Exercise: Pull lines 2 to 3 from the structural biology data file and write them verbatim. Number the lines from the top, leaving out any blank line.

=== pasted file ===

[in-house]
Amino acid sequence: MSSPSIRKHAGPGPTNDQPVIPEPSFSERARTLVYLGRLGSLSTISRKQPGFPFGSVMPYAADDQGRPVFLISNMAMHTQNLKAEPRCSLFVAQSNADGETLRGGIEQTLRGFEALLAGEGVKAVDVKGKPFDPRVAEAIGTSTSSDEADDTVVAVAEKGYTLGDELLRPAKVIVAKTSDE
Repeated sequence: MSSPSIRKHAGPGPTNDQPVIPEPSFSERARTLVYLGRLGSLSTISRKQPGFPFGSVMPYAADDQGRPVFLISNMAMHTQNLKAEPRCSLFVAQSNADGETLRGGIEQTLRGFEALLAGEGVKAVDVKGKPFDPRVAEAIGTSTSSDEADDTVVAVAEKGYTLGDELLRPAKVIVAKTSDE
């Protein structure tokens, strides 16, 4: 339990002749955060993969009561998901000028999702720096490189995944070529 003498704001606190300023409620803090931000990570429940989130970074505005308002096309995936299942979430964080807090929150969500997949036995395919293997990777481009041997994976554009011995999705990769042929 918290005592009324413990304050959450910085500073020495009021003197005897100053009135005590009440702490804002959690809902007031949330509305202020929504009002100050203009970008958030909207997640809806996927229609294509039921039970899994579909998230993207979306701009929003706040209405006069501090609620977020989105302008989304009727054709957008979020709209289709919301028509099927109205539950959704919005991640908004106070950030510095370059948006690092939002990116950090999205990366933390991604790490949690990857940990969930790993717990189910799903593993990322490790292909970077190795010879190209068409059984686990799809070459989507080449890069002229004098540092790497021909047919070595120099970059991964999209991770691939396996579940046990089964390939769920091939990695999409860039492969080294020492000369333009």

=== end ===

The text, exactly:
Amino acid sequence: MSSPSIRKHAGPGPTNDQPVIPEPSFSERARTLVYLGRLGSLSTISRKQPGFPFGSVMPYAADDQGRPVFLISNMAMHTQNLKAEPRCSLFVAQSNADGETLRGGIEQTLRGFEALLAGEGVKAVDVKGKPFDPRVAEAIGTSTSSDEADDTVVAVAEKGYTLGDELLRPAKVIVAKTSDE
Repeated sequence: MSSPSIRKHAGPGPTNDQPVIPEPSFSERARTLVYLGRLGSLSTISRKQPGFPFGSVMPYAADDQGRPVFLISNMAMHTQNLKAEPRCSLFVAQSNADGETLRGGIEQTLRGFEALLAGEGVKAVDVKGKPFDPRVAEAIGTSTSSDEADDTVVAVAEKGYTLGDELLRPAKVIVAKTSDE